Wealth Transfer and Charitable Planning

Wealth Transfer and Charitable Planning

Charitable Lead Trust

The Charitable Lead Trust is a type of charitable trust that can reduce or virtually eliminate all estate tax on wealth passing to heirs. In order to accomplish this goal, you create a trust that grants to a charity or charities, for a set number of years, the first or 'lead' right to receive a payment from the trust. At the end of the term of years, your children or grandchildren receive the balance of the trust property--which often is greater than the amount contributed--free of estate tax in most instances.
Charitable Lead Annuity Trusts are particularly suited for hard-to-value assets (such as real estate or family limited liability company interests) and assets which are expected to grow rapidly in value.

Private Family Foundation

A private foundation is a non-governmental, nonprofit organization having a principal fund of its own, managed by its own trustees or directors, and established to maintain or aid social, educational, charitable, religious or other activities serving the common welfare. A private foundation may serve as a private, family controlled receptacle for charitable contributions by family members, trusts established for their benefit (including charitable remainder trusts and charitable lead trusts) or family business entities.

There are significant income, estate and gift tax benefits which flow from the establishment and funding of a private foundation, and the use of a private foundation has substantial estate and gift tax benefits to donors. Contributions to private foundations (both operating and non-operating foundations) are deductible for federal gift and estate tax purposes. The private foundation may be funded during the donor's lifetime or may receive the bulk of its funding from distributions from the donor's revocable living trust at the donor's death. In addition, the private foundation may serve as the charitable receptacle for distributions from charitable remainder trusts and/or charitable lead trusts established by the donor.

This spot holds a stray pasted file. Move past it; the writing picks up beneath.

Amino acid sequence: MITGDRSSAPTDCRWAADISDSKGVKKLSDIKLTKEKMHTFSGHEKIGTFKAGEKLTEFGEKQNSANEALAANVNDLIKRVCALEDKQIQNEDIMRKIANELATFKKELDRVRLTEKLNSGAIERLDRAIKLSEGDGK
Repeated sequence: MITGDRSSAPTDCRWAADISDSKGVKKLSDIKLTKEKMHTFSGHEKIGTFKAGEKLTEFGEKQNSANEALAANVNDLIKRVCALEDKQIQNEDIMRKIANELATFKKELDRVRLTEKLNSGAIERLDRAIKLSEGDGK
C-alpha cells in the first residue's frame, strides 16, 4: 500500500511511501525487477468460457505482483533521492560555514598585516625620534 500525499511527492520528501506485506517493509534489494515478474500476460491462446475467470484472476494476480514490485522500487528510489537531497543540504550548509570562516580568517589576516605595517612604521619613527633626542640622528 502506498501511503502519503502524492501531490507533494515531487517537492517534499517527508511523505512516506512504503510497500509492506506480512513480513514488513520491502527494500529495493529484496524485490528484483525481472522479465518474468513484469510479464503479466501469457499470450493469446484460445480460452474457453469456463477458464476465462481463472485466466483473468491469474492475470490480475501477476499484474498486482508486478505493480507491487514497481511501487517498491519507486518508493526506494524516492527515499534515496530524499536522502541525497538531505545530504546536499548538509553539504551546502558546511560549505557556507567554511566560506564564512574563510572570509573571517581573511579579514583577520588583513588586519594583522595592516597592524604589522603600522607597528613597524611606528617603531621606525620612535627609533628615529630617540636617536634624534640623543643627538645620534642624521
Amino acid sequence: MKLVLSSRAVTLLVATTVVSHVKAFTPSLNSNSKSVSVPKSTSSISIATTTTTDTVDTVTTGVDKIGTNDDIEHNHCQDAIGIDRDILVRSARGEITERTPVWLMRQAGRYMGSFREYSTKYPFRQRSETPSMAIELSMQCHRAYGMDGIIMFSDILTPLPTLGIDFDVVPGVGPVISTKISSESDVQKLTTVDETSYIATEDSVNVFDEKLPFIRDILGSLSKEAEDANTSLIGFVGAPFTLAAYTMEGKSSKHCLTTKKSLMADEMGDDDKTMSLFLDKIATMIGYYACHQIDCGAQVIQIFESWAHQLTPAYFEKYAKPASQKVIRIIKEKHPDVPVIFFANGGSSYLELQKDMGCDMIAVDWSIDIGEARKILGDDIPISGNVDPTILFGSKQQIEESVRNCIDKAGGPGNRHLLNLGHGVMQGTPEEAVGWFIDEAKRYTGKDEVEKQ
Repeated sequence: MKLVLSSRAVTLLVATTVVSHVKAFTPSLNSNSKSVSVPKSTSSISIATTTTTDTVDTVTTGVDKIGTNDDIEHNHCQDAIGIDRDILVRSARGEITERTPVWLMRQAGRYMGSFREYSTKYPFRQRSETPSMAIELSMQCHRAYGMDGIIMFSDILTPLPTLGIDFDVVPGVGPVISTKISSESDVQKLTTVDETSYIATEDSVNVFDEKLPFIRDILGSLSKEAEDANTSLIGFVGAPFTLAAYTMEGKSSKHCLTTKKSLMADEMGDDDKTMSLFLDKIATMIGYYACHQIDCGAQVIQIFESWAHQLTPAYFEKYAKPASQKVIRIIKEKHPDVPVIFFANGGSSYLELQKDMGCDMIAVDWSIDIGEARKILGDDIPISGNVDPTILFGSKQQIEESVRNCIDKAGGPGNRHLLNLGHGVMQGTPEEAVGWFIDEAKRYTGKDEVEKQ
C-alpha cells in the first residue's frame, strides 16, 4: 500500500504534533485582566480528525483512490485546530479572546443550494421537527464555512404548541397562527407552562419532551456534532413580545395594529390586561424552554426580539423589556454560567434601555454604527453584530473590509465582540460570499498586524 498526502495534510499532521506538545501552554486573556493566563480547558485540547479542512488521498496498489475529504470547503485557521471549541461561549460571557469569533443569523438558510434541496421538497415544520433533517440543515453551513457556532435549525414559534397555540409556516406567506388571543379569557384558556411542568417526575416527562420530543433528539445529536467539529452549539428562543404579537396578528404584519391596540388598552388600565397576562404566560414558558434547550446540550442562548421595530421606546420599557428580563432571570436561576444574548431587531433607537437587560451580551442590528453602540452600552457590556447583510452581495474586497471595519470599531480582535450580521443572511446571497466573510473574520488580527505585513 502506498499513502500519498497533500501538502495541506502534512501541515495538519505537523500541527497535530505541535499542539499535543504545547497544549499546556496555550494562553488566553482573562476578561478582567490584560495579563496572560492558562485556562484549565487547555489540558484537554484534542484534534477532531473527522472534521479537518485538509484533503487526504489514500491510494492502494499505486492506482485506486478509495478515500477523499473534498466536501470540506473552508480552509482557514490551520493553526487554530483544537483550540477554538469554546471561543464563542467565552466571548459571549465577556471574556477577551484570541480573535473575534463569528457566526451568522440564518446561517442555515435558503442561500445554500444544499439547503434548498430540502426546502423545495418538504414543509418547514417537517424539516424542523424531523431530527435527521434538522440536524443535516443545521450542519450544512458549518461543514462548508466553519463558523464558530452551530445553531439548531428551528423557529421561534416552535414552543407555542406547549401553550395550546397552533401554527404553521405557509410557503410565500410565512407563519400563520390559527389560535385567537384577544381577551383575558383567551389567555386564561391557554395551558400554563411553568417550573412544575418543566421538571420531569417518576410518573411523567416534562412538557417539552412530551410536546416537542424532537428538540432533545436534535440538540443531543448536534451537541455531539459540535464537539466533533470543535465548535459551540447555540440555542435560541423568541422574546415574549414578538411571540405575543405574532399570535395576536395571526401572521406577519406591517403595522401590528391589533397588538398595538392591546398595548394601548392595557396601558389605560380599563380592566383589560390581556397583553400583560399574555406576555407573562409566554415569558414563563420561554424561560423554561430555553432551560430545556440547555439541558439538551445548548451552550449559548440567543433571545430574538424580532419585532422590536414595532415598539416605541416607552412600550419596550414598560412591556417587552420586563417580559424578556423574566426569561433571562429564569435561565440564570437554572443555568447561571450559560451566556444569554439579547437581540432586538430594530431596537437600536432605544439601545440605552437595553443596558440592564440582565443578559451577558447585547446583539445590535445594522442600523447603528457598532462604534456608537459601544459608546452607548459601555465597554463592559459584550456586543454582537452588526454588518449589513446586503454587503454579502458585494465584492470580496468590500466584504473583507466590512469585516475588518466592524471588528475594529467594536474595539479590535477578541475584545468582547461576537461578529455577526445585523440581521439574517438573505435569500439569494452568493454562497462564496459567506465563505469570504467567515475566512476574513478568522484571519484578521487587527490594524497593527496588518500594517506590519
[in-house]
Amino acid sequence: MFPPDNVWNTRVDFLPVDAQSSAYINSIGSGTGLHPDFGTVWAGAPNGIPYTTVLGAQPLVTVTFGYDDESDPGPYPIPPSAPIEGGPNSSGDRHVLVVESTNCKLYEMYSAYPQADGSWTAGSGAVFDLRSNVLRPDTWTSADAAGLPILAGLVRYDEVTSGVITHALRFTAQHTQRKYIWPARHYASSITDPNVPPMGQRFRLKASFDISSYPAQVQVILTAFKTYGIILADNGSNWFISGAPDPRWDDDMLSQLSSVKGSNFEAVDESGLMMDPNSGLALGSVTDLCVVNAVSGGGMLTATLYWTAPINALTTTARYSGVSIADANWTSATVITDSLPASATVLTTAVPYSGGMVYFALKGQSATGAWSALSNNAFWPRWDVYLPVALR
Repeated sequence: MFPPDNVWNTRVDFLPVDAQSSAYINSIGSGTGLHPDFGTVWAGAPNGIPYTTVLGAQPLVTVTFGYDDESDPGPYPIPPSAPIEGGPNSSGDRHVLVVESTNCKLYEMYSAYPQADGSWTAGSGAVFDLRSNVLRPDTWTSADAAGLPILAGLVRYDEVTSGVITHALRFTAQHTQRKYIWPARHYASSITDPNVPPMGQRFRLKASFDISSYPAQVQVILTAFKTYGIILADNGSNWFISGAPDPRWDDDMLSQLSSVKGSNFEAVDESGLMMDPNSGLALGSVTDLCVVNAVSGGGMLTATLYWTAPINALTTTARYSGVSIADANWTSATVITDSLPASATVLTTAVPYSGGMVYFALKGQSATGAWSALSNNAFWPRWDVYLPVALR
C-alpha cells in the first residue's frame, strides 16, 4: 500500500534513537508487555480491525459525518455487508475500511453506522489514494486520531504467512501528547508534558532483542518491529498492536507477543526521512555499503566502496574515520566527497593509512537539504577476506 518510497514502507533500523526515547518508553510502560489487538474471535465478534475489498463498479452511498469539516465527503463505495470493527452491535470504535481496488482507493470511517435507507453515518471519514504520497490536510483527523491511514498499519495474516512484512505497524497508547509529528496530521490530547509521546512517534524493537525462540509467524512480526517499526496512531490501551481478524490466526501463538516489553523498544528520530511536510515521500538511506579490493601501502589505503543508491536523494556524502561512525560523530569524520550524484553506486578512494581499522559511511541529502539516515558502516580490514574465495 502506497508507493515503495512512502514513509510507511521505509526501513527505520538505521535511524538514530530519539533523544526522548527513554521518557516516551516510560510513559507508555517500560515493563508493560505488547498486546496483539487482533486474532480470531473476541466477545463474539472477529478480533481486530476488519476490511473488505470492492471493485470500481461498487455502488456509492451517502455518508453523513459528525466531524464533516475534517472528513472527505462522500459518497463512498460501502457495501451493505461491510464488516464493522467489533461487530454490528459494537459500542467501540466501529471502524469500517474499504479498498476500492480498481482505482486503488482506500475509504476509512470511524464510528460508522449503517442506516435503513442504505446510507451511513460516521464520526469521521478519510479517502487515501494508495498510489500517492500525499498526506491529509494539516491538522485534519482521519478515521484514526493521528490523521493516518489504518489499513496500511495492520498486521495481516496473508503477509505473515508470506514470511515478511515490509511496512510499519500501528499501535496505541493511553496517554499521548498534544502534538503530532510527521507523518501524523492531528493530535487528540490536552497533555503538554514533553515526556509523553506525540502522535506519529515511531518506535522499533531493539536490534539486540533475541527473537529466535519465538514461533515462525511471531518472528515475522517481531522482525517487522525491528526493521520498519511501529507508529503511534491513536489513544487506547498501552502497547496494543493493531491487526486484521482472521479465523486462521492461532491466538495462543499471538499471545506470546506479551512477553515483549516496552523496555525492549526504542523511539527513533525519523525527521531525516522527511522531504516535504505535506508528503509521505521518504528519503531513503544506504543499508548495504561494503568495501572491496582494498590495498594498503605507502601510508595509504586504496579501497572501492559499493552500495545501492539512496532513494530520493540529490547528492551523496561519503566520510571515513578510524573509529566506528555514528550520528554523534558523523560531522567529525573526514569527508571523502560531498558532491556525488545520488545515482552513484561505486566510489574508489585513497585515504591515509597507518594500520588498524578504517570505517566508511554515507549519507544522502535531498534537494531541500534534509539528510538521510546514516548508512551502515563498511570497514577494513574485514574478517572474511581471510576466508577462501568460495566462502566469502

Significantly, the private foundation may provide a tremendous opportunity for donors to educate family members as to the donors' philanthropic goals, and may also provide younger family members with a sense of responsibility and stewardship of family wealth. 

Charitable Remainder Trust

The Charitable Remainder Trust ('CRT') is an irrevocable trust that permits you to transfer ownership of assets to the trust in exchange for an income stream to the person or persons of your choice (typically you, your spouse or you and your spouse) for life or for a specified term of up to 20 years. With the most common type of Charitable Remainder Trust, at the end of the term, the balance of the trust property (the 'remainder interest') is transferred to a specified charity or charities. Charitable Remainder Trusts reduce estate taxes because you are transferring ownership to the trust of assets that otherwise would be counted for estate tax purposes.

A Charitable Remainder Trust can be set up as part of your revocable living trust planning, coming into existence at the time of your death, or as a stand-alone trust during your lifetime. At the time of creation of the CRT you or your estate will be entitled to a charitable deduction in the amount of the current value of the gift that will eventually go to charity. If the income recipient is someone other than you or your spouse there will be gift tax consequences to the transfer to the CRT.  At the end of the term of a Charitable Remainder Trust, the remainder interest passes to qualified charities as defined under the Internal Revenue Code. 
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